The following section identifies best practices to consider when deploying ArcGIS Enterprise in an environment.
Application security settings
The following best practices are recommended for ArcGIS Server specifically. When possible, it is recommended customers apply the following application-level settings to their ArcGIS Server implementation:
- Do not expose Server Manager or Admin interfaces to public
- This can be accomplished by deploying the web adaptor or a reverse proxy
- Disable services directory (especially for public-facing servers)
- Avoid having anyone except developers freely discover services and associated operations
- Disabled service 'query' operations (where feasible)
- If not required for a particular service, it should be disabled to minimize potential attack surface
- Disable the Primary Site Administrator (PSA) account
- Disabling the default account ensures a singular access path for administrators identified in the enterprise identity store and provides additional accountability
- Limit utilization of commercial databases under website
- Avoid having public users directly (or indirectly) access the enterprise database. A file geodatabase can be a useful intermediary and help mitigate potential SQL injection attacks
- Enable standardize SQL queries
- Enable this security option in ArcGIS Server to provide greater protection against SQL injection attacks.
- Restrict cross-domain requests
- Restrict the use of ArcGIS Server services only to applications hosted in a whitelist of trusted domains
- Use the ArcGIS Online print service instead of the ArcGIS Server print service for public facing applications (accessible outside the corporate firewall)
- This enables offloading requests to cloud infrastructure and prevents web service requests directly to an internal ArcGIS Server
- If you must use the ArcGIS Server print service externally, always deploy the public-facing ArcGIS Server into the DMZ and not internally on a trusted network
For details, please consult best practices for configuring a secure environment.
Authentication involves verifying the credentials in a connection attempt to confirm the identity of the client.
- Require authentication to ArcGIS Server services using either GIS-tier or web-tier authentication. If using Portal for ArcGIS federated with your ArcGIS Server, customers also have the option of leveraging enterprise logins using SAML 2.0.
- GIS-tier authentication: Uses ArcGIS Token model authentication and the built-in User Store
- Web-tier authentication: Can use any authentication supported by the web server such as Integrated Windows Authentication or even leverage an organization's existing Public Key Infrastructure (PKI)
- Enterprise logins: If Portal for ArcGIS is federated with ArcGIS Server as part of an ArcGIS Enterprise deployment, there is also the option to use Enterprise Logins.
- Integrate with a SAML 2.0 Identity Provider (IdP) to provide Web Single Sign On
- SAML is an open standard to securely exchange authentication data between an IdP and a server provider (in thise case, Portal for ArcGIS)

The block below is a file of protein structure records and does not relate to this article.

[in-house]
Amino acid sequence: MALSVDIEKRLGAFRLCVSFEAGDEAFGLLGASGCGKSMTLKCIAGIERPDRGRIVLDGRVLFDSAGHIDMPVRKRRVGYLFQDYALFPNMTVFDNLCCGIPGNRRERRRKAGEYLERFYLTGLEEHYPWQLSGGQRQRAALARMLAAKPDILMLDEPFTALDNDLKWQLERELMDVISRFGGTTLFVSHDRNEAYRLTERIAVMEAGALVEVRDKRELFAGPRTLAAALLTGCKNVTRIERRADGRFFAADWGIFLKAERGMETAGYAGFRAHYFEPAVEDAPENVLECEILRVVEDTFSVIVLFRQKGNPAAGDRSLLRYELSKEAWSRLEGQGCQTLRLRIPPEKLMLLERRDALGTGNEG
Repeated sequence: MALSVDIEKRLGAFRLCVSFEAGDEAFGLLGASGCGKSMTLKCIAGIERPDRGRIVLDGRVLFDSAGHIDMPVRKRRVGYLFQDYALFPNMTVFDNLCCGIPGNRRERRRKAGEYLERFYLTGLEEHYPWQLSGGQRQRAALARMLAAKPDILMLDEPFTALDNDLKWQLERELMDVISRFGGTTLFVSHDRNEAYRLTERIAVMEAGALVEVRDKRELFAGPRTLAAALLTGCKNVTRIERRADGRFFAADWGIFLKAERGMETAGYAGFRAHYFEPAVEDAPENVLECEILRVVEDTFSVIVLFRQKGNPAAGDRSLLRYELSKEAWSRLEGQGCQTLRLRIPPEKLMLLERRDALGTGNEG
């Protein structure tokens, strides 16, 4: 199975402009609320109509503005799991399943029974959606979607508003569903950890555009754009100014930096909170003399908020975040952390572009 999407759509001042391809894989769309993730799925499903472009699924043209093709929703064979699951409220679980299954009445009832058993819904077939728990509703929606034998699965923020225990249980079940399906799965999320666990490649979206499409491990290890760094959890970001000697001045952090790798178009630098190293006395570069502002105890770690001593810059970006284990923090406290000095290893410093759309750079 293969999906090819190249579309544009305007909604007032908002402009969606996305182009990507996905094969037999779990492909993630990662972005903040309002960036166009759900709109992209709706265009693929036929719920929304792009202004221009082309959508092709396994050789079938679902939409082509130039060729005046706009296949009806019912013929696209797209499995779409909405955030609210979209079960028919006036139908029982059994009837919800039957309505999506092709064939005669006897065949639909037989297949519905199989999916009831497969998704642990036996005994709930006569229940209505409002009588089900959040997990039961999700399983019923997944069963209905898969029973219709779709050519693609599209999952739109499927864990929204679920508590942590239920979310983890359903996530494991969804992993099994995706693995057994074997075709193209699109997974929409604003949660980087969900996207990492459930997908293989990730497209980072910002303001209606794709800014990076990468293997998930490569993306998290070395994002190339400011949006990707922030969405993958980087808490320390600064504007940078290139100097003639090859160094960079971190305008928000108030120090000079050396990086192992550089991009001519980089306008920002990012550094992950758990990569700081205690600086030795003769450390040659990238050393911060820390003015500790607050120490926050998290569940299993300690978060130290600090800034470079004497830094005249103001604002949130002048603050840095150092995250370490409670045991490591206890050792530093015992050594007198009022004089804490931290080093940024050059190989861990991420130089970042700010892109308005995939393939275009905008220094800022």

Authorization is the process by which client permissions are verified prior to accessing a resource or performing a specific function.
- Perform Role-Based Access Control (RBAC)
- Use a least-privilege model for role management in ArcGIS Server
- Only assign privileges necessary for a user to perform their required functions
- The default roles that existing within ArcGIS Server are:
- If Portal for ArcGIS is being used, it is recommended that Custom Roles be utilized based on a principle of least privilege to more granularly define user access.
Encryption is the process of transforming data so that it is unreadable by those without access to a decryption key.
- Encrypt data-in-transit by enabling HTTPS on ArcGIS Server
- Use TLS 1.0 and above
- Use existing certificate infrastructure and use trusted certificates signed by a trusted third party certificate authority
- Encrypt data-at-rest (as feasible), particular for sensitive data sets
- For databases, consider using Transparent Data Encryption (TDE)
- For file repositories, consider using full disk encryption
- Ensure the use of strong encryption algorithms
- Cryptography is a constantly changing field and older algorithms will continue to be found unsafe
- Monitor standard bodies such as NIST for recommendations
Logging and Auditing
Logging involves recording events of interest from a system. Auditing is the practice of inspecting those logs to ensure system is functioning desirably or to answer a specific question about a particular transaction that occurred.
- Log events of interest such as who is publishing services
- Ensure logging across the system at the application, operating system and network layers
- Ensure logs are reviewed at an organization defined interval
- The use of a Security Information and Event Management (SIEM) is beneficial to aid in automatic correlation
Hardening is the process of securely configuring systems to mitigate as many security risks as possible. The attack surface can be minimized on a given system by:
- Implementating application-level hardening such as the guidance mentioned above
- Removing unnecessary software
- Disabling unnecessary services
- Consulting industry hardening guidelines such as CIS Security Benchmarks
Additional best practice information for ArcGIS Server and details can be found in the existing documentation.